The second track, ‘Dangerous Animals’ is a menacing tale about the perils of the fairer sex and turns into a barnstormer with drummer, Matt Helder showing how brilliant he is.

Throughout ‘Humbug’ even the slower tunes like ‘Secret Door’ and ‘Cornerstone’ slot in to their very appropriate places on the album, as does Alex Turner’s more tuneful croon which he himself has admitted is largely down to his The Last Shadow Puppets project with The Rascals’ frontman, Miles Kane. The grace and grandeur of ‘The Age of the Understatement’ is a clear influence on the melancholic melodies, echo-laden guitars and musical depth of the softer parts of the album. 

‘Potion Approaching’ and ‘Pretty Visitors’ are the most comparable inclusions to the old Arctic Monkeys, with breakneck drums, tongue twisting verses and wry-smile inducing lines such as, ‘What came first, the chicken or the dickhead?’ 

Much of the album feels like a clash between an army’s frontline of galloping horses and a freakish fairground, with some quieter breaks in between. That helter skelter, carousel fairground ride feel is none more so notable than on ‘Dance Little Liar’ where the hook goes up and down mesmerisingly throughout the track’s entirety. 

Everything draws to a close with ‘The Jeweller’s Hands’ – a track stuffed full of perilous pianos, guitars and glockenspiel chimes, which is far from an afterthought placed on the album simply to bulk out the minutes.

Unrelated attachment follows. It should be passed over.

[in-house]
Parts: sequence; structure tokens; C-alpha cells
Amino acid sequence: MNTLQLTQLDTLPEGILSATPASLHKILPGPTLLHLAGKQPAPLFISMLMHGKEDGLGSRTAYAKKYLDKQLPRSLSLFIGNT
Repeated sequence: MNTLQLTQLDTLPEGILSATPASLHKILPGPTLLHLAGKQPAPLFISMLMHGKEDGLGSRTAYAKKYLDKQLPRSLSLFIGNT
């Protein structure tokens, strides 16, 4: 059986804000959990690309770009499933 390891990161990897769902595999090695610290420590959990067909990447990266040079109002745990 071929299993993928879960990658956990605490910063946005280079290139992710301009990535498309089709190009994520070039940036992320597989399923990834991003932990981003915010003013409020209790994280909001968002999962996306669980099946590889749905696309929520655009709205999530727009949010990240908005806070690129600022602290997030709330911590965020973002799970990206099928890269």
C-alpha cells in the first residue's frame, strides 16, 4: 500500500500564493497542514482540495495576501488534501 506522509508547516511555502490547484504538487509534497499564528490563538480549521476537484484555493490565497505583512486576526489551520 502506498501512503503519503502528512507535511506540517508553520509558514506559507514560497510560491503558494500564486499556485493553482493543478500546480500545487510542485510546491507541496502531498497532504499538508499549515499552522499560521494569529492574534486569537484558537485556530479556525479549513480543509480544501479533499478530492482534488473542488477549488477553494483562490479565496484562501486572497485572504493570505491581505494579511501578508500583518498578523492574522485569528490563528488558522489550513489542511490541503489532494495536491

‘Humbug’ doesn’t provide an instant indie hit like ‘Whatever you say I am’, or ‘Favourite Worst Nightmare’. Not only does it need a few listens and some time investing in it to be able to see just how good it really is, but it also takes some shedding of preconceptions about what the band previously sounded like.

Perhaps they have been victims of their own success, as the formula they created on the first two albums was so successful it made fans crave more of the same – after all, people generally don’t like change at first because it feels wrong and unfamiliar.

And just as Paul Epworth’s and Timberlake’s signature is audible on the albums they have produced, the distinctive QOTSA frontman’s influence was always going to be transparent on the Arctic Monkeys’ new material, and the album is all the better for his musical wizardry. 

There are no ‘505’-esque spine tinglers on ‘Humbug’, but that’s not to take away the fact of the matter – this is a sublime third album. It is the record many a band should be producing by the time they reach this point in their careers, instead of blithely diving into the mainstream or playing it safe instead of challenging and developing their sound.  Humbug shows growth and maturity and an essential recognition by the Arctics that no band gets into the legendary books by turning out the same album, re-hashed, three times.

Those boys have been practising.


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2 Responses

  1. ntisyadi says:

    this is very thorough . great review !

    i couldn agree more , the album really smack my head . they really taking the risk on this one . blody briliant

    • ruthsmanuvas says:

      Thanks! Feels like ages now since they released it and I’ve gotta be honest I don’t actually listen to it as much as I thought I would, but I still think it’s a touch of brilliance 🙂